Since the late 1800s, 181 Church Street in Charleston, now housing the luxury boutique hotel, Emeline, has seen the likes of many occupants including grocery mogul George W. Williams, who owned and operated a longtime wholesale grocery business. Today, the 212-room city refuge with a nod to the past has been laboriously reinvented thanks to Makeready, Rockbridge, RBHD, and Dallas–based design firm Swoon, the studio, with a long list of guest offerings such as an on-site coffee shop, Clerks, (a wink to proprietor Williams), a curated boutique, and complimentary fruit and sparkling water stations on each floor. Other guest amenities include complimentary use of cruiser bikes and a Mini Countryman Cooper (available on a first-come, first-serve basis); an in-house restaurant, Frannie & The Fox; a fitness center; guestrooms and suites with record players; and an outdoor courtyard and greenhouse.
“The previous space wasn’t architecturally interesting, so we needed to add character without it feeling fake or forced,” says Swoon, the studio’s Samantha Sano, who designed the interiors along with design partner Joslyn Taylor. “We looked to simple historical elements like molding and millwork design, paint, and picture rails to help create a sense of character and soul. We worked with local craftsmen whenever possible and leaned in to honest, natural materials like wood, stone, brick and concrete.”
But, no detail was overlooked for the massive, two-year-long project. “In designing Emeline, we were inspired by the energy and culture of Charleston,” explains Sano. “Our goal was to create a space with a sense of warmth and soulfulness that evoked the modern South. We wanted to embrace and enhance the character of the building and give it a personal, residential feel. We were led by the spirit of our ‘muse’ Emeline, who we see as a portrait of true southern hospitality. Full of grace, grit, and determination, every design touchpoint was considered through her viewpoint.”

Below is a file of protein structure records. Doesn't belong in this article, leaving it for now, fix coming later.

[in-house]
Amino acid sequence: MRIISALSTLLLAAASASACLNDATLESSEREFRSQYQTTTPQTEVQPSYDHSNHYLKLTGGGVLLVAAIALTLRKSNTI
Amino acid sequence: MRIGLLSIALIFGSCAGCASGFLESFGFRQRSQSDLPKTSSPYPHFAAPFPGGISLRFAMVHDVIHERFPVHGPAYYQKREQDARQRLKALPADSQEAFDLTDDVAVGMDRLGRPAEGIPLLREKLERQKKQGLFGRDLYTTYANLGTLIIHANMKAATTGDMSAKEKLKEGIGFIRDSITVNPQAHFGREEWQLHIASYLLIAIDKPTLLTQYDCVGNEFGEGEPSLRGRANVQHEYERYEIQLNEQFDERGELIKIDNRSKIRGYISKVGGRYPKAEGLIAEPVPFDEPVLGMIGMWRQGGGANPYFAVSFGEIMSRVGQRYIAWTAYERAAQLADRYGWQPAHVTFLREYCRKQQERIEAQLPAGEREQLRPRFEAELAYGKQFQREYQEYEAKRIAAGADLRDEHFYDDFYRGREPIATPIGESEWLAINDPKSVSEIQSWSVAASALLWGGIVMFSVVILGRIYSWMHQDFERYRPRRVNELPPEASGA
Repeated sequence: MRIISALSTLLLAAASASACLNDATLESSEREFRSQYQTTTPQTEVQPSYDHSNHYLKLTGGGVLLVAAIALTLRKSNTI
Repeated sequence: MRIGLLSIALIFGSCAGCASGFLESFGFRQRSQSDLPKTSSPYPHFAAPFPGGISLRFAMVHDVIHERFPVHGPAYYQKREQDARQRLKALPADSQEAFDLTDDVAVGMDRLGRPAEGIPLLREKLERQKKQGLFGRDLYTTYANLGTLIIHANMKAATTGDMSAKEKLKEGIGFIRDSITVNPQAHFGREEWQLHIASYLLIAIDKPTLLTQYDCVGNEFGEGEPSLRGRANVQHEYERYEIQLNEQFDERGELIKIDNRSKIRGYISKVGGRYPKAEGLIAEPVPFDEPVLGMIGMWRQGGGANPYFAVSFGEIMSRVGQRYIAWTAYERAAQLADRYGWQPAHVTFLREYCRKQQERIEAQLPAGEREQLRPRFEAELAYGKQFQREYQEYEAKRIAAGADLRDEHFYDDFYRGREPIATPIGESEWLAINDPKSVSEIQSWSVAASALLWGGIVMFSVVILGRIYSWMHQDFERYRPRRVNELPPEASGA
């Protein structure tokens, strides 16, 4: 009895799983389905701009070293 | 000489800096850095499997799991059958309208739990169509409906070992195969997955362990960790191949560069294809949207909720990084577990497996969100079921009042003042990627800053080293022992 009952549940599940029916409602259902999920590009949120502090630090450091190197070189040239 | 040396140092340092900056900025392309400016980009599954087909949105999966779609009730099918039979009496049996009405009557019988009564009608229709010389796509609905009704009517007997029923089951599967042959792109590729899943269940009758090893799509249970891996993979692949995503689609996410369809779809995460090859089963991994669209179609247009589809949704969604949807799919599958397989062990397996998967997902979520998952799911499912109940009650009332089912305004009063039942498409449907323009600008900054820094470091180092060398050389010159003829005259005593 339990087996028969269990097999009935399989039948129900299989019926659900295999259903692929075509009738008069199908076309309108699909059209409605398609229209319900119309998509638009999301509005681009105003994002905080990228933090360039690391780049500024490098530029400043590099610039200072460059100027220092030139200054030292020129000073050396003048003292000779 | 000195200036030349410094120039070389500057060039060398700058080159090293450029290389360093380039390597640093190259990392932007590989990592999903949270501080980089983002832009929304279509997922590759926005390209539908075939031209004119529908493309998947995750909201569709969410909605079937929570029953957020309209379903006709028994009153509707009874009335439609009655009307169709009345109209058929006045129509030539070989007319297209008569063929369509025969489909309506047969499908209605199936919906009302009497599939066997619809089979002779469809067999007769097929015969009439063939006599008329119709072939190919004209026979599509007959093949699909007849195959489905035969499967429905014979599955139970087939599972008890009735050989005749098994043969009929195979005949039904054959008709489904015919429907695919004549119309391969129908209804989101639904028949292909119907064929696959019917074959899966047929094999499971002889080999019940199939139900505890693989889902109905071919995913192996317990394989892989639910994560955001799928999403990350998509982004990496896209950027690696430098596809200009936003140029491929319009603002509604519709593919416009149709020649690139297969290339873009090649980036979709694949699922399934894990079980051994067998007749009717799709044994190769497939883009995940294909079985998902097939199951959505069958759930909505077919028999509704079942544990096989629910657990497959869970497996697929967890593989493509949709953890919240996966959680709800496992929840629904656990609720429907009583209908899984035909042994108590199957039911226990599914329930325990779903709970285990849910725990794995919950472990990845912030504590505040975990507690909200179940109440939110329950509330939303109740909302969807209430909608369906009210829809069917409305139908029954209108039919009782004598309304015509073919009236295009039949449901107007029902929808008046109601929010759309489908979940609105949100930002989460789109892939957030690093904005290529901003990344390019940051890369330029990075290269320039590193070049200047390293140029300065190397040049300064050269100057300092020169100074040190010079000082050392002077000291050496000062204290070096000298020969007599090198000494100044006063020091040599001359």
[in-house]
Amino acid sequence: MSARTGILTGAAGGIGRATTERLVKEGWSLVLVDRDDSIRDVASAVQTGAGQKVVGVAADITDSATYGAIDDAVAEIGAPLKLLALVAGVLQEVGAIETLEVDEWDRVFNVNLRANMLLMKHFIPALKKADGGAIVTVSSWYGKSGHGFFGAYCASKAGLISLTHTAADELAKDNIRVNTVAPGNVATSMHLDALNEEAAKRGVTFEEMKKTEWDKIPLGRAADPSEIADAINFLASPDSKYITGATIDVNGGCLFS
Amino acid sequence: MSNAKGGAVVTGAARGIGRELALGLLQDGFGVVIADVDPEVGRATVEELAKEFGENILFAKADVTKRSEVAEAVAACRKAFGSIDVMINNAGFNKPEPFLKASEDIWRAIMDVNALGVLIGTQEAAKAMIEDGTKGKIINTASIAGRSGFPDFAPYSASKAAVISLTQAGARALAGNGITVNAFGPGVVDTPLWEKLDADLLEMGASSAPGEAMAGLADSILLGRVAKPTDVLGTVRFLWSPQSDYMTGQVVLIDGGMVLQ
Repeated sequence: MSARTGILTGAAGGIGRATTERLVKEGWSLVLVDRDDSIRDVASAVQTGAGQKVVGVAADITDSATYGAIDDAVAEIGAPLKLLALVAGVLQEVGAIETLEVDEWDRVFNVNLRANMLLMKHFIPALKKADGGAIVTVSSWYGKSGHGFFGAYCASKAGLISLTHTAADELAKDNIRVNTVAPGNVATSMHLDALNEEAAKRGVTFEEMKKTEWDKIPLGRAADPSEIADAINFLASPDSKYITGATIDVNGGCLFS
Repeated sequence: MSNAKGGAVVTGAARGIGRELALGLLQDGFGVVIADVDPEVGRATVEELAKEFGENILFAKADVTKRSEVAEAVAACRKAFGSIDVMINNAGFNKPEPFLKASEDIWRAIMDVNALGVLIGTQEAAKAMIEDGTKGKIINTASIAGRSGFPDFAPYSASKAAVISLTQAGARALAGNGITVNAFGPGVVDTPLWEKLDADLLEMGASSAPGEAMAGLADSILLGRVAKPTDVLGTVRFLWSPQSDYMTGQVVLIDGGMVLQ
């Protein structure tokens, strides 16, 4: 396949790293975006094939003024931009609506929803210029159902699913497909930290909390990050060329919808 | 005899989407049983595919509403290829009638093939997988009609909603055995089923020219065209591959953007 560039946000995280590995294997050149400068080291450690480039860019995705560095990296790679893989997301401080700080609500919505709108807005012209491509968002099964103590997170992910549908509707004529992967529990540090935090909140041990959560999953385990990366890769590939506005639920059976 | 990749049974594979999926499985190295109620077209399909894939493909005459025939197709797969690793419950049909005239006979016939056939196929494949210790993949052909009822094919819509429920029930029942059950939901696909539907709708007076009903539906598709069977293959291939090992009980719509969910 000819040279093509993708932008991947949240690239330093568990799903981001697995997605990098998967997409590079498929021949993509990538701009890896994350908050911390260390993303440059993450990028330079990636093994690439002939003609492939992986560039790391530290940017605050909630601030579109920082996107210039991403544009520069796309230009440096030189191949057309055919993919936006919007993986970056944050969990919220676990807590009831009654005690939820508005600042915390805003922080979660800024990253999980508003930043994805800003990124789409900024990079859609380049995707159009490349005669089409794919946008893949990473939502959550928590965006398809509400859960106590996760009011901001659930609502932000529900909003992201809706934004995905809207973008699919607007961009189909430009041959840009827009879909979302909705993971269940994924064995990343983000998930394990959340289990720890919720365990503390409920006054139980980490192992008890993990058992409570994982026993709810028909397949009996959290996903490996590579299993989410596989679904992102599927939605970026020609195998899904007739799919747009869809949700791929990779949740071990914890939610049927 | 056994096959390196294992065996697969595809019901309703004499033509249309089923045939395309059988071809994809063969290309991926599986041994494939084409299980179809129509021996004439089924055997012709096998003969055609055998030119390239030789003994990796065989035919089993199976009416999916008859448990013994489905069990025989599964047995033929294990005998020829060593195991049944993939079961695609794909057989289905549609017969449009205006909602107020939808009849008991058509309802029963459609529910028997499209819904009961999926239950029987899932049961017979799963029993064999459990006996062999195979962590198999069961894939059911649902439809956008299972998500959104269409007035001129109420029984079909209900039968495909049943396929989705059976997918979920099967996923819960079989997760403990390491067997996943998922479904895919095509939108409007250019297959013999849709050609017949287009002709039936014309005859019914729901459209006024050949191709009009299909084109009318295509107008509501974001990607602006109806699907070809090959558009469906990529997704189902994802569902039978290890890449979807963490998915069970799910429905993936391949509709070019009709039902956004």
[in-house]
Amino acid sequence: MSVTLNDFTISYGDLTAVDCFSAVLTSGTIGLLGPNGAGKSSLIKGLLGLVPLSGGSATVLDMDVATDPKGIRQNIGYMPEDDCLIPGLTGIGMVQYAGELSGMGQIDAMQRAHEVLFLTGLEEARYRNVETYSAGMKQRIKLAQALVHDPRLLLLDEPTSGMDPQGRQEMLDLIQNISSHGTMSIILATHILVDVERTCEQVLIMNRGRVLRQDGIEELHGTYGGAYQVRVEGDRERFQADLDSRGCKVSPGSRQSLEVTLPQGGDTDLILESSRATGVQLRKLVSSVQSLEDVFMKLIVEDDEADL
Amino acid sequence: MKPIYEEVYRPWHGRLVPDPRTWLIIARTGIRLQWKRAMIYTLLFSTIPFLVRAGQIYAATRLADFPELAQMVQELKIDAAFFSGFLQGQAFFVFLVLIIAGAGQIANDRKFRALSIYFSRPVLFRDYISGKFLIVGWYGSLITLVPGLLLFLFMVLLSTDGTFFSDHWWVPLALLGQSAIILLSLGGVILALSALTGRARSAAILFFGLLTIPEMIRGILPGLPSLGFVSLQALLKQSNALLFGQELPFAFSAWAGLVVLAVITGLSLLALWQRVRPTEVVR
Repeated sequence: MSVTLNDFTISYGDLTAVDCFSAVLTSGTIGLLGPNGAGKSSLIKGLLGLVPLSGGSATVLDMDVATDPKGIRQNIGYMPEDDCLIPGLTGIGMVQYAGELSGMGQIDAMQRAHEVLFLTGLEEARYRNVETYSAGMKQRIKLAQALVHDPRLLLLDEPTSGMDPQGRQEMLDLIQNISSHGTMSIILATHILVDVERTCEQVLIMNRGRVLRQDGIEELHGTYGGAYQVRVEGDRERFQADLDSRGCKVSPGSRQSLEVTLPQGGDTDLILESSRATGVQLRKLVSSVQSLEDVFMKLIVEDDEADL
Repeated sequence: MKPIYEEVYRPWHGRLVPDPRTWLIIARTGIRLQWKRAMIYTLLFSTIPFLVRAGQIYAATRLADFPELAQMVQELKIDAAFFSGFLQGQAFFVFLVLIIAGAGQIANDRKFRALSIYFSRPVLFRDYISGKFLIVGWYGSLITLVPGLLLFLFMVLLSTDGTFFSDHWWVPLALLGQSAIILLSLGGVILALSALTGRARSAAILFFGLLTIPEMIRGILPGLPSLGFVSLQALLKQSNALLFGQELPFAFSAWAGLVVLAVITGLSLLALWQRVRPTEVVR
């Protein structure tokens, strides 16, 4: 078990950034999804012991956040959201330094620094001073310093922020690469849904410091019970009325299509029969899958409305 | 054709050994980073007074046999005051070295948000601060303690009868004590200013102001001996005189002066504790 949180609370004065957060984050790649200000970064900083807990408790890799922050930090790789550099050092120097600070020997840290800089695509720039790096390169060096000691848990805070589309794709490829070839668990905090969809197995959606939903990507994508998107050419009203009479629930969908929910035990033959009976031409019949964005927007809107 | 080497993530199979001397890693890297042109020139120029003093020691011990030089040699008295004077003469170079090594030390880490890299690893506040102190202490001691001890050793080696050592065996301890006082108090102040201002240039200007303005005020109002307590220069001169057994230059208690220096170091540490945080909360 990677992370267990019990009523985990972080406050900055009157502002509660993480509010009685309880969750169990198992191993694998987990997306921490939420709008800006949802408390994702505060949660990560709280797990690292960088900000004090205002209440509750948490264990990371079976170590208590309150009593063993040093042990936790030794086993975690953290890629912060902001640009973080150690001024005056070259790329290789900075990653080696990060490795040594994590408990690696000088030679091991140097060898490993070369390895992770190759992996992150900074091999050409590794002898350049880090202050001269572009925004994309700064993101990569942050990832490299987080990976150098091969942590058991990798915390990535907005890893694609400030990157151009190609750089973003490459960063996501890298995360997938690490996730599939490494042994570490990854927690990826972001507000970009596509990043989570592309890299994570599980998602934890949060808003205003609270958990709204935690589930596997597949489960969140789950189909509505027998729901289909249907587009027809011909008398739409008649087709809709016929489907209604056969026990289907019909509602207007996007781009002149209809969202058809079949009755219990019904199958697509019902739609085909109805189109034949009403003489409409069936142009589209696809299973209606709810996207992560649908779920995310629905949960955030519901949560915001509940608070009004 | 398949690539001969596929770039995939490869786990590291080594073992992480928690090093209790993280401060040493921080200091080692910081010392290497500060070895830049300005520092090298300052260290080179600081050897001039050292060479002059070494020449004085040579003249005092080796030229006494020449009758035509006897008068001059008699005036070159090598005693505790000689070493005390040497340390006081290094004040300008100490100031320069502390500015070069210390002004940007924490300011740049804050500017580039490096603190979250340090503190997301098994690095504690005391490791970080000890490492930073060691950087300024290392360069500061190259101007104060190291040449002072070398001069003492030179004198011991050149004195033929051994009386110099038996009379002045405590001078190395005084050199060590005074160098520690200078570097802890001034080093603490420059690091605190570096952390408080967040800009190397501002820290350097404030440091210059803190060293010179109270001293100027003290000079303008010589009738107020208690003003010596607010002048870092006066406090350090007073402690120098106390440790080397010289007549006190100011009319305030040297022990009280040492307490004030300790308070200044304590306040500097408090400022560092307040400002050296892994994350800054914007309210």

For the color palette, Sano and Taylor chose sophisticated deep blues and greens. “It pays homage to Charleston’s lush foliage and abundance of nature, with guestroom walls, drapery, and an array of upholstered furnishings clad in a range of rich blues and greens,” says Sano. “Simple columns, oversized molding, and a wood-and-glass window system created architecture in the space, while custom furnishings crafted in walnut, cane, tambour, and rich velvets exuded a modern southern vibe.”
A standout design moment is the hallway gallery and secret bar, also known as The Foxhole. “We’re especially smitten with ‘The Foxhole,” says Sano. “It was the transformation of a functional pass-through between the main building and the courtyard into a special experience. On one side, there’s a window that provides a peek at Frannie & The Fox’s wood-fired oven. On the other side, there’s a tiny stone ledge and pull-down stools where guests can perch to request a cocktail by pressing an old-fashioned button.”
Throughout the hotel, art was also a major design factor. “Celebrating local makers, artists, and artisans was so important to the design,” explains Sano. “We embraced this in every aspect of the hotel, from the guestroom art program featuring framed posters from Charleston’s iconic Spoleto Festival and custom still-life photographs of objects significant to the area, to collected and commissioned pieces including a custom fiber art installation in the main living room; a built-in vitrine filled with local flora and fauna specimens curated by Sisal Creative; and a mural behind the check-in desk created by Whitney Stoddard.”
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